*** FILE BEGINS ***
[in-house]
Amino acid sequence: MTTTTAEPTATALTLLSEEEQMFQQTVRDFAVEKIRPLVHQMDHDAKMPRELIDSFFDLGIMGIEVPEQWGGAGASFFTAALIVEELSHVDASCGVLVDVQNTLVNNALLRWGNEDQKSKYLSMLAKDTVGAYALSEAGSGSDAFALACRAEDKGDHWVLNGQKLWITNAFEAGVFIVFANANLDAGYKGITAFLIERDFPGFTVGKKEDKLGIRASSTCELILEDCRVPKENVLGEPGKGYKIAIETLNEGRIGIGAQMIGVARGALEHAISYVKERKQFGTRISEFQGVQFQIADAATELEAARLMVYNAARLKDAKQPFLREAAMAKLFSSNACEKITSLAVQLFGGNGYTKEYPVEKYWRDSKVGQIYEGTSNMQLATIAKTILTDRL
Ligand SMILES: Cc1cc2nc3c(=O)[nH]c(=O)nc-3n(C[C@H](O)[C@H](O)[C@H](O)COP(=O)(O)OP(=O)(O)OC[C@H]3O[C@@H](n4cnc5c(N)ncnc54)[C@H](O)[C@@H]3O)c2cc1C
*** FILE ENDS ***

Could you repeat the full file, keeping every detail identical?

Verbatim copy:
[in-house]
Amino acid sequence: MTTTTAEPTATALTLLSEEEQMFQQTVRDFAVEKIRPLVHQMDHDAKMPRELIDSFFDLGIMGIEVPEQWGGAGASFFTAALIVEELSHVDASCGVLVDVQNTLVNNALLRWGNEDQKSKYLSMLAKDTVGAYALSEAGSGSDAFALACRAEDKGDHWVLNGQKLWITNAFEAGVFIVFANANLDAGYKGITAFLIERDFPGFTVGKKEDKLGIRASSTCELILEDCRVPKENVLGEPGKGYKIAIETLNEGRIGIGAQMIGVARGALEHAISYVKERKQFGTRISEFQGVQFQIADAATELEAARLMVYNAARLKDAKQPFLREAAMAKLFSSNACEKITSLAVQLFGGNGYTKEYPVEKYWRDSKVGQIYEGTSNMQLATIAKTILTDRL
Ligand SMILES: Cc1cc2nc3c(=O)[nH]c(=O)nc-3n(C[C@H](O)[C@H](O)[C@H](O)COP(=O)(O)OP(=O)(O)OC[C@H]3O[C@@H](n4cnc5c(N)ncnc54)[C@H](O)[C@@H]3O)c2cc1C